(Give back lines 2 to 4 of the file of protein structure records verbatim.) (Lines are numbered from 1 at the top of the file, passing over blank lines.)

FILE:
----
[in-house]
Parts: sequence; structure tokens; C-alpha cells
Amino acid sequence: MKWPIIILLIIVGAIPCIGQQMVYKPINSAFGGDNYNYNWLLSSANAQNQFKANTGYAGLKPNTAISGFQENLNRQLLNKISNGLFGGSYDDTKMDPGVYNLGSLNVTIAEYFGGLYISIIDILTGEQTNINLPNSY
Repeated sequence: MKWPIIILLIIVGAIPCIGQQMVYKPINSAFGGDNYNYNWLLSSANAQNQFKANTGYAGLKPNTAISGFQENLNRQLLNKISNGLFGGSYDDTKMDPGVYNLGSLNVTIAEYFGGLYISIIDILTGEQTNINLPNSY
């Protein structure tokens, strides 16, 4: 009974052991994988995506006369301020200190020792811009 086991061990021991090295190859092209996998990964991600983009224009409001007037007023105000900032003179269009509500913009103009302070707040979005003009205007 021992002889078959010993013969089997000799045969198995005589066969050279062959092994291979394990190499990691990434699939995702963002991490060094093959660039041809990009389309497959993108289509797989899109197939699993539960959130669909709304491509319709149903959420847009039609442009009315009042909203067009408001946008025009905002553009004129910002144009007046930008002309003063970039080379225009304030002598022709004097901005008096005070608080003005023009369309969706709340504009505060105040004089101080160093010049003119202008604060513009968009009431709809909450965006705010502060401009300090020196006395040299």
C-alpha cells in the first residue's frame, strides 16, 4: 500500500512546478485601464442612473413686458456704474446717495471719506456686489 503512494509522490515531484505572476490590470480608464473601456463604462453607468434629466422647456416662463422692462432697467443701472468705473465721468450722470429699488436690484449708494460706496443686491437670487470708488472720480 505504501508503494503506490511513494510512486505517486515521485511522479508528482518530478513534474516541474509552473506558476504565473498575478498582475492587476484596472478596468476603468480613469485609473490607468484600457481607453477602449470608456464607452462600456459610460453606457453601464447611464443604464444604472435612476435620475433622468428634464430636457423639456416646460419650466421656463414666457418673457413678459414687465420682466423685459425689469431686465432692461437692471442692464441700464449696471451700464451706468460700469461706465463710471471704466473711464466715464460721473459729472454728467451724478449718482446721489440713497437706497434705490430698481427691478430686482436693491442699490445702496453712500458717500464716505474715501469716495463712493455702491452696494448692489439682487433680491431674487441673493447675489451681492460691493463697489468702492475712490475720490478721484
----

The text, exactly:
Parts: sequence; structure tokens; C-alpha cells
Amino acid sequence: MKWPIIILLIIVGAIPCIGQQMVYKPINSAFGGDNYNYNWLLSSANAQNQFKANTGYAGLKPNTAISGFQENLNRQLLNKISNGLFGGSYDDTKMDPGVYNLGSLNVTIAEYFGGLYISIIDILTGEQTNINLPNSY
Repeated sequence: MKWPIIILLIIVGAIPCIGQQMVYKPINSAFGGDNYNYNWLLSSANAQNQFKANTGYAGLKPNTAISGFQENLNRQLLNKISNGLFGGSYDDTKMDPGVYNLGSLNVTIAEYFGGLYISIIDILTGEQTNINLPNSY